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Microsoft Access and XML

 

Importing an XML File

An XML file is essentially a document made of at least one table. Normally, the table is very well structured because that's the essence of XML. An XML document can contain disparate data with various parents and different child nodes all over the place. Therefore, before importing an XML file to your database, you should be familiar with its structure.

A typical XML file starts with a root node:

<?xml version="1.0" standalone="yes"?>

Under it, the global parent node starts and closes itself:

<?xml version="1.0" standalone="yes"?>
<FunFurniture>
</FunFurniture>

This global parent node is not the table. Inside that node, you should have a node that would represent a table and it can repeat itself as many times as necessary:

<?xml version="1.0" standalone="yes"?>
<FunFurniture>
  <Employees>
  </Employees>
  <Employees>
  </Employees>
</FunFurniture>

Notice that, in our example, what we refer to as a record is in plural. This is not required. It is just our choice. In this example, the Employees node is our table. Put it another way, each Employees node represents the table we want.

Inside each table, you should have the name of each column followed by its value:

<?xml version="1.0" standalone="yes"?>
<FunFurniture>
  <Employees>
    <EmployeeNumber>924795</EmployeeNumber>
    <FirstName>Donald</FirstName>
    <LastName>Tripleton</LastName>
    <Title>Sales Manager</Title>
  </Employees>
  <Employees>
    <EmployeeNumber>274957</EmployeeNumber>
    <FirstName>Jeanne</FirstName>
    <LastName>Wooley</LastName>
    <Title>Sales Associate</Title>
  </Employees>
  <Employees>
    <EmployeeNumber>684078</EmployeeNumber>
    <FirstName>Irene</FirstName>
    <LastName>Polsen</LastName>
    <Title>Sales Associate</Title>
  </Employees>
  <Employees>
    <EmployeeNumber>297149</EmployeeNumber>
    <FirstName>Monica</FirstName>
    <LastName>Jackson</LastName>
    <Title>Sales Associate</Title>
  </Employees>
</FunFurniture>

The group of nodes inside the table represents that columns and their values. Of course an XML document can be more than that but this is a typical structure of a normal XML document that can be imported.

After creating and saving an XML file, you can import it in Microsoft Access. To do this, in the External Data tab of the Ribbon and in the Import section, click the XML File button XML File. This would display the Get External Data - XML File dialog box. After selecting the file and clicking OK, a dialog would come up to help you identify the table to use in the document. It would display the node(s) that indicate(s) a table.

Exporting to XML

If you have created a (complete or semi-complete) database that you want to use outside of Microsoft Access, one way you can transfer it is to change its format into XML. Fortunately Microsoft Access can take care of the whole process for you. In fact, besides exporting a table, you can also ask Microsoft Access to create both a schema file and a style sheet for the table.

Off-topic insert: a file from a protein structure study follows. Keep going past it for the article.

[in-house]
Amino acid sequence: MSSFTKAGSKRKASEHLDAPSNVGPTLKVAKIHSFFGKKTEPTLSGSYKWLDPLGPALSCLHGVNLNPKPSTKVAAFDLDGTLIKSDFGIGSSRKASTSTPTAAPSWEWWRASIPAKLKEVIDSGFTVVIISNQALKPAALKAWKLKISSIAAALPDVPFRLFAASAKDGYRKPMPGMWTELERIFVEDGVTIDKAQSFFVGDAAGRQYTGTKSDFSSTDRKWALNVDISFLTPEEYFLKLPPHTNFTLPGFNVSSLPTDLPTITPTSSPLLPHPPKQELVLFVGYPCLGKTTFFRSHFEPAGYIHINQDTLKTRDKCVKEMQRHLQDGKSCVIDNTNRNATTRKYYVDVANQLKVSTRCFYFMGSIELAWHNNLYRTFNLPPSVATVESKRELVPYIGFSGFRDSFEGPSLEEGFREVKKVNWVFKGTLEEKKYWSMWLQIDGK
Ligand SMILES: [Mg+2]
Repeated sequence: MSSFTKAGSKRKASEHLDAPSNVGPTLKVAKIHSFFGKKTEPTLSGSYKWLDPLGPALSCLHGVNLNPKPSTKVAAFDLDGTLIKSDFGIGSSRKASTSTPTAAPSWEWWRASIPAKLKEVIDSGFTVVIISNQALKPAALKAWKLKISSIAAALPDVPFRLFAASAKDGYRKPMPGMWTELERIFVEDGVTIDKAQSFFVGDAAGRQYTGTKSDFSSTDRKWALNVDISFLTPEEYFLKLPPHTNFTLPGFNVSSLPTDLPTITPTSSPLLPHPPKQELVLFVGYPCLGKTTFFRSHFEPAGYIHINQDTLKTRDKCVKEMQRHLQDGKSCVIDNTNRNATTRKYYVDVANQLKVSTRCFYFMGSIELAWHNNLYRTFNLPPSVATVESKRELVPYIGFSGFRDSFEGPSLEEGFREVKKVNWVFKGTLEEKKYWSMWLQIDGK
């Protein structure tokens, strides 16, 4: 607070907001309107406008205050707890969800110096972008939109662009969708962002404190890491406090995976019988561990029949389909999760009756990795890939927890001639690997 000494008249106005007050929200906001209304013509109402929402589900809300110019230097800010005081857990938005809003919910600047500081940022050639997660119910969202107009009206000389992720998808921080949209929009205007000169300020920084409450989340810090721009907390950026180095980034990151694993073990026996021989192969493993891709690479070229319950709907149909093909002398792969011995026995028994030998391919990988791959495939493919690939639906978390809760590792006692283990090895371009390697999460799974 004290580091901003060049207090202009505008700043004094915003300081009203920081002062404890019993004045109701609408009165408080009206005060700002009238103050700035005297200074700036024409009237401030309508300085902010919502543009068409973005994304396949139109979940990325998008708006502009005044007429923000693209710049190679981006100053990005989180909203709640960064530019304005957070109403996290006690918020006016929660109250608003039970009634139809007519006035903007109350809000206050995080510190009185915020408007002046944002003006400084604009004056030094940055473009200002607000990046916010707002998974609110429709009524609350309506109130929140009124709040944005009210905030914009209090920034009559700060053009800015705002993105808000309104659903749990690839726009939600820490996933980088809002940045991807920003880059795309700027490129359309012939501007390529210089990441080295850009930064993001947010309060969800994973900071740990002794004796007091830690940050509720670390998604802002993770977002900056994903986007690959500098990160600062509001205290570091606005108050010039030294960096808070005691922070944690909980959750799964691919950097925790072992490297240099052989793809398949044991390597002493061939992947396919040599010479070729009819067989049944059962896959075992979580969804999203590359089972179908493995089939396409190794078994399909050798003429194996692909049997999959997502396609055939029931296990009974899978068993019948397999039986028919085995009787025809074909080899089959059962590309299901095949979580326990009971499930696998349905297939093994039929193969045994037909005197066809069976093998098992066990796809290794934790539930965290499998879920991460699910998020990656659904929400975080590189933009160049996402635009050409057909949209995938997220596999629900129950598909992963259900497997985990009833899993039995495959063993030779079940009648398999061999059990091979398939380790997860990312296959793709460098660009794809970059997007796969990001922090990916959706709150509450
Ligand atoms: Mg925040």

To export a table to XML format, in the Navigation Pane:

  • Right-click the table that holds the data, position the mouse on Export, and click XML File
  • Click the table you want to export. On the Ribbon, click External Data and, in the Export section, click More -> XML File

The Export - XML File dialog box that comes up allows you to verify the name of the file that will be created and the path where it will go. Once you are ready, you can click OK. A dialog box would come up asking which one(s) of the three files you want to have created:

Export XML

If you want to create a more elaborate XML application with advanced options, you can click the More Options button. This would close the previous dialog box and open another one:

This dialog box allows you to specify more details on how the table should be exported. For example, you can change the encoding scheme you want. The two options available are UTF-8 (which should be enough for characters in US English) and UTF-16 (if you are planning to use Unicode or international characters) for characters referred to as wide characters. By default, when you ask Microsoft Access to create an extensible style sheet (XSL), it would create the file using the same name as the table. If you want a different name, you can click the Transforms button. This allows you either to select a different file or to create the file with a different name. Also, by default, if you ask Microsoft Access to create a schema, it creates an XSD file using the same name as the table. If you want a different name, you can click the Schema tab and specify another name for the file.

After making your selections, you can click OK. The file(s) you specified would be created in the folder that was indicated.


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